At the park or playing ball – your kids can be prepared for the sun AND accidents with a first aid kit designed exclusively with you and your kids in mind.  

Check out PreparaKit.com for kits and tools created for busy parents who want to be ready for the unexpected.

Online Photo Safety for Kids

Online Photo Safety for Kids

online safety for kids

Online photo safety for kids should be on every parent’s mind.  It’s not uncommon nowadays for photos of children to be posted online before they are even born, but is it safe?  Announcing your pregnancy by posting a baby scan is a ‘thing’ on Facebook and Twitter. It doesn’t stop once there, a recent survey found that an average parent will post almost 1,000 photos of their child online before he or she turns five.  We live in an age of “sharenting,’ so we have to learn how to navigate this new trend in a safe manner.

Our children learn most from watching us and copying what we do.  If you want your child to only post photos when they have the consent of the people in them, ask their permission before posting photos of them. Likewise, if they ask you to remove a photo that they find embarrassing, take it down. The chances are your child will do the same if they find themselves in a similar situation.

There are no hard and fast rules for this topic, however, there are some things to consider before you hit the share button:

online safety for kids
Edit your life:

Be selective about what you share online.  Don’t post photos of everything that happens in your life no matter how cute you think your child looks in them.  Think twice about sharing photos taken in bathroom and bedroom settings. You can’t control the context in which the photos will be seen.

Ask yourself will this photo cause my child embarrassment now or in the future?

Everything we post online creates a digital footprint and for young people maintaining a good online reputation is becoming increasingly important. Parents should consider any long-term risks of sharing photos of their children online. Some photographs have the potential to go viral.

Check Your Settings:

Social networks regularly update settings, so it is important to review your settings. If you are a regular user of Facebook, the social network allows users to do a Privacy Checkup which makes it very easy for users to understand who they are sharing content with.

 

Who will see my photos?

Ensure you are happy with your privacy settings and understand who may potentially see your images. It is a good idea to regularly review your friend/connections on social networks. Some networks, for example, Facebook allow users to limit/customize who they share posts with.  Some things will always be public. Parents should beware that some posts/photos are always public for example; Twitter profile photos, Facebook cover images and featured photos.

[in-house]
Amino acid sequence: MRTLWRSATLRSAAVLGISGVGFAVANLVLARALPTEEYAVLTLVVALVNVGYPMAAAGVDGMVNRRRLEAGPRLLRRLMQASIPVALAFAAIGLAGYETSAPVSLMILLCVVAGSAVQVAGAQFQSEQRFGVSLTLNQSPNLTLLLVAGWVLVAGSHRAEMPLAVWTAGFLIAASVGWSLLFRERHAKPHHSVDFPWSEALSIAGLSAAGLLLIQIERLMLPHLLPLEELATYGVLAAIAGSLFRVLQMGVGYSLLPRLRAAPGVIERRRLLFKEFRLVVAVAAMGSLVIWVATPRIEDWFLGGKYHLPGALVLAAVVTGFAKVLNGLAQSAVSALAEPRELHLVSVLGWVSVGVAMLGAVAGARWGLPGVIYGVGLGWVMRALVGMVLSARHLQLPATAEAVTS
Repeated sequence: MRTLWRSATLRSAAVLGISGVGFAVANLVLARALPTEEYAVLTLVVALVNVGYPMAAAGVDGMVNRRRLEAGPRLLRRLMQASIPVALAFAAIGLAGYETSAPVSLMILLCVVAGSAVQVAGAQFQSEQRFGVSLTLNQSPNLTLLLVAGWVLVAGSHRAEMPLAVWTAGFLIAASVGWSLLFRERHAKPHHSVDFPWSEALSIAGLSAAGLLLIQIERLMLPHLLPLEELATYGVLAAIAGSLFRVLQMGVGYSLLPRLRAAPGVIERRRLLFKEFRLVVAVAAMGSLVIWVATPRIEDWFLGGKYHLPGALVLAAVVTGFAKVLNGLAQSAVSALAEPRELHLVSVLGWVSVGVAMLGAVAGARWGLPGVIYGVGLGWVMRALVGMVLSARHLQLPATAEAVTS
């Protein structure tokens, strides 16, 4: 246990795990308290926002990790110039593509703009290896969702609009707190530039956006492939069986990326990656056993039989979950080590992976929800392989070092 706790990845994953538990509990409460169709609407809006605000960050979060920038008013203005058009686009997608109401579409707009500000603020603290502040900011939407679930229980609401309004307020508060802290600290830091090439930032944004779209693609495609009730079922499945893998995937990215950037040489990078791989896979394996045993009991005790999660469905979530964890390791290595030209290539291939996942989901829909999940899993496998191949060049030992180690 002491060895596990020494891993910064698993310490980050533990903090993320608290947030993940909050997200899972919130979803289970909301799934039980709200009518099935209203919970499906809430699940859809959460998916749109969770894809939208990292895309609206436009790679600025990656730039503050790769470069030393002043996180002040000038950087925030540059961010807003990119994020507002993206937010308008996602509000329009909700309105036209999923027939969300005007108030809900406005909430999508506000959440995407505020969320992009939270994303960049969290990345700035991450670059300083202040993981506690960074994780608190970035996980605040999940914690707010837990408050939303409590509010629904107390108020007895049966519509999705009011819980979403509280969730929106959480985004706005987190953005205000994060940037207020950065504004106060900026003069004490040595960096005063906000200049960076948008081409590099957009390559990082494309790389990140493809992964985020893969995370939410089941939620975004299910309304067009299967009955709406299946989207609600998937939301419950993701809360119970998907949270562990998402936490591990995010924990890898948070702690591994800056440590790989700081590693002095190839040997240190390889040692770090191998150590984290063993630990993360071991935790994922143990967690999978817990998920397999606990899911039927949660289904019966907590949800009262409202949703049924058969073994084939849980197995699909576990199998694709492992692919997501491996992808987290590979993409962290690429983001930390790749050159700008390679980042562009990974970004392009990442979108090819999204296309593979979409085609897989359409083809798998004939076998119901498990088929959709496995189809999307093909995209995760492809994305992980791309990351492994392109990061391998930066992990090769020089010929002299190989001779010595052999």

Is your location service disabled? 

Many social networks and apps allow you to share your location. Some people may not be aware that this function is automatically enabled on some apps and networks.  Consider reviewing this when sharing family photos.

I realize that we ultimately want that ‘connection’ with people- to share our lives, our families, our children, and a great way to do this is through posting photos on social media and online.  The virtual world has brought us an entirely new way of interacting and connecting with others, but we just want to ensure that we do so in the safest way possible. 

Let’s do it responsibly, and you will find that if they say, “a picture is worth a thousand words,” we will be sharing beautiful novels with our friends, families and loved ones every time we post our cherished photos!

For more information, check out these resources:

Help Your Kids Be Prepared for Accidents!

At the park or playing ball – your kids can be prepared for the sun AND accidents with a first aid kit designed exclusively with you and your kids in mind.  

Check out PreparaKit.com for kits and tools created for busy parents who want to be ready for the unexpected.

Save Kids from ‘Cranky Time’ During Daylight Savings

Save Kids from ‘Cranky Time’ During Daylight Savings

It’s that daylight savings time of year again, and you know what that means…cranky kids, temper tantrums, and no sleep for you, right?  Well, not necessarily…we’ve got you covered. The ‘spring ahead, fall back’ time changes can mix up everyone’s schedule.  The loss of just one hour can really affect a child’s attention span, appetite, and overall mood. You can minimize the effects of daylight savings time by being prepared.